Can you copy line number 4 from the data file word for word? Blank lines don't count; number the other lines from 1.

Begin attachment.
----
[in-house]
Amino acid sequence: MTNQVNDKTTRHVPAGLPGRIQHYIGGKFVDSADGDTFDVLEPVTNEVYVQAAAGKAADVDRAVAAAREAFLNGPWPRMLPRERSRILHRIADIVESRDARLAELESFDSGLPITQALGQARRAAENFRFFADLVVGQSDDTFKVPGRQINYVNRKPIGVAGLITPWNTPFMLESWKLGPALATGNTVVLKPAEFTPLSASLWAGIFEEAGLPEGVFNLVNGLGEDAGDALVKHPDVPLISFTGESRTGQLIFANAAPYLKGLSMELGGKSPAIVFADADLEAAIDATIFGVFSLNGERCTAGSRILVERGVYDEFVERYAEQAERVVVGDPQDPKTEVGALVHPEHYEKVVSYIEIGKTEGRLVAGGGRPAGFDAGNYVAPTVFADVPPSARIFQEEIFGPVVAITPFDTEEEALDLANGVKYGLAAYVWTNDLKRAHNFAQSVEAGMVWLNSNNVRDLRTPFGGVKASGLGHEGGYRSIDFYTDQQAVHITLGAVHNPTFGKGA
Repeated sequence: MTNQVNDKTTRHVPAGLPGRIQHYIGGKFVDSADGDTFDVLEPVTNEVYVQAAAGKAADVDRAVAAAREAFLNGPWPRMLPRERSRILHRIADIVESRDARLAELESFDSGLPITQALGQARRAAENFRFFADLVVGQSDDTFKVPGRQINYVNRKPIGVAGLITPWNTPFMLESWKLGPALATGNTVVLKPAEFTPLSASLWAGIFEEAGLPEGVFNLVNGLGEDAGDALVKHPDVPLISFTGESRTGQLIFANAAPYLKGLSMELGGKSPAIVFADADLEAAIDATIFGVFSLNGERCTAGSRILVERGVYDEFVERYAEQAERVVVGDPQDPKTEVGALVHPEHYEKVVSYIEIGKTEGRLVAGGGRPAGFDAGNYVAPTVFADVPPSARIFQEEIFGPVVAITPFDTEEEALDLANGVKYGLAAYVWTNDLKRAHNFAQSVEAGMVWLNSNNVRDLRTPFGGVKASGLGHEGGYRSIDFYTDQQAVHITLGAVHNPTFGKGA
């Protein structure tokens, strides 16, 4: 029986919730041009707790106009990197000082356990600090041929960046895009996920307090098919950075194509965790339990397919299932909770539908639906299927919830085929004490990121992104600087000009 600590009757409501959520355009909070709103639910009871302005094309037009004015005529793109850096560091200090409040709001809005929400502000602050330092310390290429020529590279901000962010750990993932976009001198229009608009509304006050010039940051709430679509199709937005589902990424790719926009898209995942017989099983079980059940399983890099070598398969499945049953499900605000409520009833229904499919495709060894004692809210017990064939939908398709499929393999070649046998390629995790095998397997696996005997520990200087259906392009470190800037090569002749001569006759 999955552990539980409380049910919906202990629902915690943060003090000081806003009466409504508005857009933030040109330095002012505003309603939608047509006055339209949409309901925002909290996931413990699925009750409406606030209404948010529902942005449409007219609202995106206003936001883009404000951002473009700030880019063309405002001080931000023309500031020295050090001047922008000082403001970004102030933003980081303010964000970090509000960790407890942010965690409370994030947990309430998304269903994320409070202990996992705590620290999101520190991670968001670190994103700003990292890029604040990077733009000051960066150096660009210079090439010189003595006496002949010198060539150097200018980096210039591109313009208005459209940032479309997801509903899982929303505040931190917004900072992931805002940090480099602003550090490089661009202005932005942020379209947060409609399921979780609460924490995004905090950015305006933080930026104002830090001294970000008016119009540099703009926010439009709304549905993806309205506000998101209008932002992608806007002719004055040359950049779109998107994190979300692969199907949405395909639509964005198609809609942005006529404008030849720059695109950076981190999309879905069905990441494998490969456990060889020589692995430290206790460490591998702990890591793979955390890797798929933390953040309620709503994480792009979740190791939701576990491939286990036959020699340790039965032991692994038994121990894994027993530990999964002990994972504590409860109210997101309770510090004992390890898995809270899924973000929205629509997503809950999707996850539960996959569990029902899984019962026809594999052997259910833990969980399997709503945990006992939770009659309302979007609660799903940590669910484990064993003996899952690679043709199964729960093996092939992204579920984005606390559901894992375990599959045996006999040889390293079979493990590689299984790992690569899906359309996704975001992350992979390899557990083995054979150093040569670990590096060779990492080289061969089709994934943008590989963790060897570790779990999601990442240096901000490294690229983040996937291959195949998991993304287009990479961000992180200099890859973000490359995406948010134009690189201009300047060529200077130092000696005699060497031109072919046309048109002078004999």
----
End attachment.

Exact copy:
């Protein structure tokens, strides 16, 4: 029986919730041009707790106009990197000082356990600090041929960046895009996920307090098919950075194509965790339990397919299932909770539908639906299927919830085929004490990121992104600087000009 600590009757409501959520355009909070709103639910009871302005094309037009004015005529793109850096560091200090409040709001809005929400502000602050330092310390290429020529590279901000962010750990993932976009001198229009608009509304006050010039940051709430679509199709937005589902990424790719926009898209995942017989099983079980059940399983890099070598398969499945049953499900605000409520009833229904499919495709060894004692809210017990064939939908398709499929393999070649046998390629995790095998397997696996005997520990200087259906392009470190800037090569002749001569006759 999955552990539980409380049910919906202990629902915690943060003090000081806003009466409504508005857009933030040109330095002012505003309603939608047509006055339209949409309901925002909290996931413990699925009750409406606030209404948010529902942005449409007219609202995106206003936001883009404000951002473009700030880019063309405002001080931000023309500031020295050090001047922008000082403001970004102030933003980081303010964000970090509000960790407890942010965690409370994030947990309430998304269903994320409070202990996992705590620290999101520190991670968001670190994103700003990292890029604040990077733009000051960066150096660009210079090439010189003595006496002949010198060539150097200018980096210039591109313009208005459209940032479309997801509903899982929303505040931190917004900072992931805002940090480099602003550090490089661009202005932005942020379209947060409609399921979780609460924490995004905090950015305006933080930026104002830090001294970000008016119009540099703009926010439009709304549905993806309205506000998101209008932002992608806007002719004055040359950049779109998107994190979300692969199907949405395909639509964005198609809609942005006529404008030849720059695109950076981190999309879905069905990441494998490969456990060889020589692995430290206790460490591998702990890591793979955390890797798929933390953040309620709503994480792009979740190791939701576990491939286990036959020699340790039965032991692994038994121990894994027993530990999964002990994972504590409860109210997101309770510090004992390890898995809270899924973000929205629509997503809950999707996850539960996959569990029902899984019962026809594999052997259910833990969980399997709503945990006992939770009659309302979007609660799903940590669910484990064993003996899952690679043709199964729960093996092939992204579920984005606390559901894992375990599959045996006999040889390293079979493990590689299984790992690569899906359309996704975001992350992979390899557990083995054979150093040569670990590096060779990492080289061969089709994934943008590989963790060897570790779990999601990442240096901000490294690229983040996937291959195949998991993304287009990479961000992180200099890859973000490359995406948010134009690189201009300047060529200077130092000696005699060497031109072919046309048109002078004999």